Faith in Action: Reuniting families with Bibles

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Inheriting an old family Bible has lead one Tampa man to take on a treasure hunt of a hobby. In a labor of love, he's connecting families to their own long lost bibles.

It's pages are yellowed and brittle, and some are fading from over a century of use. But Andy Smith says his Bible is the best gift he's ever received.

"I had inherited a family Bible from my grandmother after she passed away in '91...and eventually, I started taking interest in all the names and dates that were on the family registry pages," he said.

The registry's hidden between pages of scripture and elaborate illustrations.

"It was something you could put the names and dates of when people were married, when they were born. When they died. It was a family record, that if it wasn't in the Bible, it might be lost," Smith said.

Turns out, his dates back to 1879.

"To me, to be able to touch, hold something that your great great grandparents had 150 or 200 years ago, it's gold," he smiled.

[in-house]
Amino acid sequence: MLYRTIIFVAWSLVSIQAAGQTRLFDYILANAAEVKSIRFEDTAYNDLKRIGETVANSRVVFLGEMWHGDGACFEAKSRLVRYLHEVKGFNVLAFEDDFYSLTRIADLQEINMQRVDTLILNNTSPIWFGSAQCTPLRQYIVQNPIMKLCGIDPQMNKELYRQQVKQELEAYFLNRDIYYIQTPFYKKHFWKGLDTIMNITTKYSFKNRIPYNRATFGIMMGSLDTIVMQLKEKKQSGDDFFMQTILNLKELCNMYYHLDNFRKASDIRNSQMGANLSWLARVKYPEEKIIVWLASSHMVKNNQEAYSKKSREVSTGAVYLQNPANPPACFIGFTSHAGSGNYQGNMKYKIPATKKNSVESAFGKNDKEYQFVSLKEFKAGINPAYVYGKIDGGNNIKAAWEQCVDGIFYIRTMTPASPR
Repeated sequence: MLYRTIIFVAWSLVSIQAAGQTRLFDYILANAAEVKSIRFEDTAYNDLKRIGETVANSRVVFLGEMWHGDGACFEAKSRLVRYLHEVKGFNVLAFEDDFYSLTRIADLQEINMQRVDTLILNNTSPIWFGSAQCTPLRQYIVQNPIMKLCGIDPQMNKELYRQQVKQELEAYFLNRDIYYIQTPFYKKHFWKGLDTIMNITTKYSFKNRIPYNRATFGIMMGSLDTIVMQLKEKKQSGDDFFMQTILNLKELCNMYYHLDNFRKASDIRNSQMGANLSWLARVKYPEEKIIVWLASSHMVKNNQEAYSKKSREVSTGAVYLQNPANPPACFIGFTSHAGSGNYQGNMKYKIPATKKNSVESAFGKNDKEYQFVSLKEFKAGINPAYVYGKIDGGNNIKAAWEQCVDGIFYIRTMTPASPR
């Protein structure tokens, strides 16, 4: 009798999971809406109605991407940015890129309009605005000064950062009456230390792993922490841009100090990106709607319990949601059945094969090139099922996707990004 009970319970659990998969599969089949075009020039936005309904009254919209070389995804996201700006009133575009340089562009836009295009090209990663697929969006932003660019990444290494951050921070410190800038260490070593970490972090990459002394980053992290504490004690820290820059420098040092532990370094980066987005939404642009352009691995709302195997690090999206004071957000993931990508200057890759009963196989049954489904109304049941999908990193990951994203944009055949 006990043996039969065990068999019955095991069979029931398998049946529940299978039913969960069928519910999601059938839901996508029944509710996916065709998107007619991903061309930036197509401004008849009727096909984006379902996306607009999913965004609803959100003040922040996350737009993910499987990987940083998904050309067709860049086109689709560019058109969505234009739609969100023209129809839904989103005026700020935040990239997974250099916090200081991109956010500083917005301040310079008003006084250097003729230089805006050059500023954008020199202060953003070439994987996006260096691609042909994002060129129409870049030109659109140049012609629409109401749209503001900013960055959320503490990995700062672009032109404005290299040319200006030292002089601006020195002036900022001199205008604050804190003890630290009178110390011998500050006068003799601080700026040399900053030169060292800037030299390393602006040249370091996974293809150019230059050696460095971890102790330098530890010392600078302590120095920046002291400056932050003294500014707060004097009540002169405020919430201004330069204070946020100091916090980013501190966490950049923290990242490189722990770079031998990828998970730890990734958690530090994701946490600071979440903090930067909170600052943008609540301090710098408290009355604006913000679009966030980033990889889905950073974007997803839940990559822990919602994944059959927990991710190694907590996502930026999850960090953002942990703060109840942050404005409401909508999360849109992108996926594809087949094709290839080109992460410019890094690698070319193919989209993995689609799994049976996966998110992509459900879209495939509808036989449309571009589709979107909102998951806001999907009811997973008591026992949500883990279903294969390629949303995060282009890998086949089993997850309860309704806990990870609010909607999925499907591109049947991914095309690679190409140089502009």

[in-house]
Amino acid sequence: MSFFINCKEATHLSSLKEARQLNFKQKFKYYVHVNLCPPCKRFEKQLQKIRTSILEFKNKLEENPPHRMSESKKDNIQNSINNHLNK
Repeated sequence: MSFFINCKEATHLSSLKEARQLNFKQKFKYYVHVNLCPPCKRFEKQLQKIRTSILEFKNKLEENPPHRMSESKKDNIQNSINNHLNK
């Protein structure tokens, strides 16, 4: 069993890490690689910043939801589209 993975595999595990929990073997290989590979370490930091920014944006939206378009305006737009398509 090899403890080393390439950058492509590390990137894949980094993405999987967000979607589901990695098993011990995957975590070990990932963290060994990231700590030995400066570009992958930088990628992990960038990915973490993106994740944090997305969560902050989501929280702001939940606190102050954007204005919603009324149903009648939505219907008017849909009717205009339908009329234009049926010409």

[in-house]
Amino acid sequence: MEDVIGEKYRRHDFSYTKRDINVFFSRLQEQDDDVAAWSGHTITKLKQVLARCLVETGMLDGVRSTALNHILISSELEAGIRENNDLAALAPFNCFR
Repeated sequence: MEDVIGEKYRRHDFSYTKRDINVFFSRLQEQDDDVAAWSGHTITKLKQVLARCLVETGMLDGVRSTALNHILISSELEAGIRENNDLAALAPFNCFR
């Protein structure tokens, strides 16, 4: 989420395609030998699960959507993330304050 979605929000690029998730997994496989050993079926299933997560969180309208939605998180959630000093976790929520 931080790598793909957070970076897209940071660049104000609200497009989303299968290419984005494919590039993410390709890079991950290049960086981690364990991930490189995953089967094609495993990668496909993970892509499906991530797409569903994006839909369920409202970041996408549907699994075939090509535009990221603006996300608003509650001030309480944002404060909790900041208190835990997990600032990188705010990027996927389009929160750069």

The information ignited an interest in Smith to keep going. He created an account on, and with the help of distant relatives found online, he connected the dots of his own family tree. Slowly but surely, Smith stumbled upon stories and photographs, lost for decades.

Eventually, he ran into a dead-end researching his own family. Still, he discovered a new passion in the process: reconnecting strangers to their own sacred books, lost and lingering on internet sites like Ebay.

"I recognized that there would be people who would benefit greatly from the information in these bibles. The names and dates," Smith said.

Smith digitally pages through old bibles online and jots down names from family registries. He uses that information to track down families and alert them that they're missing a book literally, with their name on it.

"The people who do reply are typically thrilled. It's like, 'Never thought of doing this. This is amazing!" he smiled.

It's an unending puzzle that's evolved into a passion for Smith. He's logged countless hours for perfect strangers. It's his way of paying his own blessings forward.

"I kinda look at it as doing God's work. I know how much it means to them and it makes me feel good," he said.

Smith's been tracking down and reconnect family's with their old bibles for the past 10 years or so. If it's something you're interested in, he says the first step is creating an account on